Israeli PM faces growing public pressure over rescuing captive soldier

08:23, June 25, 2010      

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Israeli Prime Minister Benjamin Netanyahu is facing increasing public pressure to step up negotiations for the release of Gilad Shalit, an Israel Defense Forces soldier held captive by the Palestinian Hamas movement for exactly four years on Friday.

Six leading Israeli academics and public figures met in recent days and sent Netanyahu a joint letter, asking him to "do all that is possible" for the safe release of the soldier.

All six signatories to the letter are close friends of Netanyahu's fallen brother Yoni Netanyahu who was killed while commanding a special forces operation to rescue Israeli civilians held hostage in Entebbe, Uganda, in 1976.

In their letter, the signatories reminded the premier of the pain that struck him and his family when they first heard the news of Yoni's death.

They went on to emphasize that Noam Shalit, the captive soldier 's father, had also lost a brother Yoel, who was killed in the 1973 Middle East war.

Nachman Shai, member of Knesset (the Israeli Parliament), one of the signatories, who befriended the late Yoni Netanyahu in high school, said on Wednesday that the captive soldier "simply must be brought home."

"Our letter is detached from politics," Shai told Israeli daily Ma'ariv. "We united due to a shared feeling that you don't desert soldiers in the battlefield. That's the spirit that characterized Netanyahu and his two brothers. Shalit must be taken out of there (Gaza)."

Professor Yitzhak Roman, a physicist and teenage acquaintance of the late Netanyahu, said that he expects the Israeli premier to understand "better than any other prime minister" that four years in captivity are an "exaggerated period of time."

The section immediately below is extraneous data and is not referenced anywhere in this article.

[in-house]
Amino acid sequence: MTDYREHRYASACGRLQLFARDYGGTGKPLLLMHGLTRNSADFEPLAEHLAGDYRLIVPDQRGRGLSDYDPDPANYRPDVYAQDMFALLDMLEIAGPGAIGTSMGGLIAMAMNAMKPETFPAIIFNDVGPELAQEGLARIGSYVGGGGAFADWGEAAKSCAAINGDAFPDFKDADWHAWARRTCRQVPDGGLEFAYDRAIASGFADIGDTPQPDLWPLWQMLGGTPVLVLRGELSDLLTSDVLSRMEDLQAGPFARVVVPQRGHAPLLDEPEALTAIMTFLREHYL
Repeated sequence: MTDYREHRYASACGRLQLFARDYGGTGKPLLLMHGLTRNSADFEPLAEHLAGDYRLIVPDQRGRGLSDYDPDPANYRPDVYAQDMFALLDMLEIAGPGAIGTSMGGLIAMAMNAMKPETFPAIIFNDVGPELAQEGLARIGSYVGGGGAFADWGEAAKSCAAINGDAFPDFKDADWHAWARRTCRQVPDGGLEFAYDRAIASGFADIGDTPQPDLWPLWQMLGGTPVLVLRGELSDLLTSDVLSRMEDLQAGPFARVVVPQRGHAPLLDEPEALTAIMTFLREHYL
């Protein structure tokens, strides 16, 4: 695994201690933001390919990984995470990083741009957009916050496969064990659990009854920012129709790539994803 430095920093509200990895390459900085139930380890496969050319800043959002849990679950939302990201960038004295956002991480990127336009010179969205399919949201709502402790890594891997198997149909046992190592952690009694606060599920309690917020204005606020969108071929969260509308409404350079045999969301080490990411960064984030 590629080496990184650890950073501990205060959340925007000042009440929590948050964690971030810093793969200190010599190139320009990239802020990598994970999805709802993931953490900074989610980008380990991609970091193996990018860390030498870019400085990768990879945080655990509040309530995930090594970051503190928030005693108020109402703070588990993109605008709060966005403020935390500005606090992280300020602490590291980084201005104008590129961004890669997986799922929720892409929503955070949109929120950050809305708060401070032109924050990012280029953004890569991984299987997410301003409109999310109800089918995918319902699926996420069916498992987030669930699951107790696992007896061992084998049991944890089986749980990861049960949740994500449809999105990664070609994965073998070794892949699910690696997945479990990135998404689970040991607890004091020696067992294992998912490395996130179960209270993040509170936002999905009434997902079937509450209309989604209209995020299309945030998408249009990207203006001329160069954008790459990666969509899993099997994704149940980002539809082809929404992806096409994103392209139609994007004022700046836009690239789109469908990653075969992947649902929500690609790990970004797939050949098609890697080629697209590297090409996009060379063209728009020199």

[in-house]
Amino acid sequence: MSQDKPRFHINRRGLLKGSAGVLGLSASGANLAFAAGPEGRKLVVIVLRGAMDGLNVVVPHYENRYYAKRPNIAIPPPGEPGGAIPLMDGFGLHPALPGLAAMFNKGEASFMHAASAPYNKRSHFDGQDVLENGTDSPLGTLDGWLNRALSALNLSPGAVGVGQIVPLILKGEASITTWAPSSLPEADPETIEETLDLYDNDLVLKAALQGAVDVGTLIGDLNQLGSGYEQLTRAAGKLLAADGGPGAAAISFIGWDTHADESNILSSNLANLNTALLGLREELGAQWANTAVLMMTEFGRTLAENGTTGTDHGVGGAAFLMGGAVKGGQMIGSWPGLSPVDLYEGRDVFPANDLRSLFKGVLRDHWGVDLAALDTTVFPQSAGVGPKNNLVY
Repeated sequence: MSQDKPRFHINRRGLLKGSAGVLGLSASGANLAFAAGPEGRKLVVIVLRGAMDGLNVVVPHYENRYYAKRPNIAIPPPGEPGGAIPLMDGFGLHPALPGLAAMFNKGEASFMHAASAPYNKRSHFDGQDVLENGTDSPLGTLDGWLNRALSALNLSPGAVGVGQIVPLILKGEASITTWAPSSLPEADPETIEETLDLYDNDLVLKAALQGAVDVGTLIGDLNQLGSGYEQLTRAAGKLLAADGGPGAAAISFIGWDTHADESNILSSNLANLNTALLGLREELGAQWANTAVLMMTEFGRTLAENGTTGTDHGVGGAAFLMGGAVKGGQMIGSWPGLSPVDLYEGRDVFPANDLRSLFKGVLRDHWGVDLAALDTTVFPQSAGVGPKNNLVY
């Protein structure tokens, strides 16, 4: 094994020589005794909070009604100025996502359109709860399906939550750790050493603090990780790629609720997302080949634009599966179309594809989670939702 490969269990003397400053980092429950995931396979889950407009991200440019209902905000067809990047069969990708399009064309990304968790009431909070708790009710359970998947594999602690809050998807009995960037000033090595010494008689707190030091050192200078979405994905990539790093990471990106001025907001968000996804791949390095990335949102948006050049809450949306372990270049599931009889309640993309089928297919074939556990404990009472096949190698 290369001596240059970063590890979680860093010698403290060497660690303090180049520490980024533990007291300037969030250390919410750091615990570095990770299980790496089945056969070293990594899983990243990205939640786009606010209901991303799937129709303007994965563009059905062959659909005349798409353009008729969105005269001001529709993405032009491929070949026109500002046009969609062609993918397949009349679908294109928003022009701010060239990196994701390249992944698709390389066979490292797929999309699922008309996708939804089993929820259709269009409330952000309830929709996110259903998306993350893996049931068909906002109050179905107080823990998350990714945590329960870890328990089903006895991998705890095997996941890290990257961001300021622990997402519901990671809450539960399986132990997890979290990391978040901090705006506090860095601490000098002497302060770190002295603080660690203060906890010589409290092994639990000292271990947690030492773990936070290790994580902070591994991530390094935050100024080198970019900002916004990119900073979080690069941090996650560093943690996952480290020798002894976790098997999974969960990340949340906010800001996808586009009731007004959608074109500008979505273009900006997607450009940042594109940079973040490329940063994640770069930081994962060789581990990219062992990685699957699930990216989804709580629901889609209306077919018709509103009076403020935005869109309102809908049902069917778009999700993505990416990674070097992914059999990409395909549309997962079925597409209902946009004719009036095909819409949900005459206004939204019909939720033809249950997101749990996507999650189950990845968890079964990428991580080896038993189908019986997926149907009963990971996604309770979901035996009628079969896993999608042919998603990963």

In the meanwhile, Noam Shalit, the captive soldier's father, is now in Italy to take part in a large assembly that marks four years since his son became a prisoner of war, an event due to be held at the Colosseum in Rome on Thursday.

Shalit was captured by the Gaza-based Hamas in late June 2006, a couple of weeks before the outbreak of the Second Lebanon War. Since then, his family has undertaken a campaign to bring about his release, which included personal appeals to world leaders.

The Israeli government, on its part, claimed that it has spared no efforts and resources in its negotiations with the soldier's captors.

Netanyahu has appointed Hagai Hadas, a former veteran member of Mossad, to lead the complex negotiations with Hamas on a full-time basis more than a year ago, but these efforts, too, didn't bear fruits.

Israel has so far agreed to release hundreds of Palestinians held in Israel prisons in exchange for the soldier. Hamas said that number isn't enough. The Israeli public is growing restless as time lingers on.

The public campaign to pressure Netanyahu and his cabinet to succumb to Hamas' demands for freeing the soldier will take a significant upturn next week.

Thousands of Israelis, among them national sports, culture, media and entertainment figures, will embark on a week-long protest march that will begin at the captive soldier's family home in northern Israel and end at the Prime Minister's official residence in Jerusalem.

Source: Xinhua


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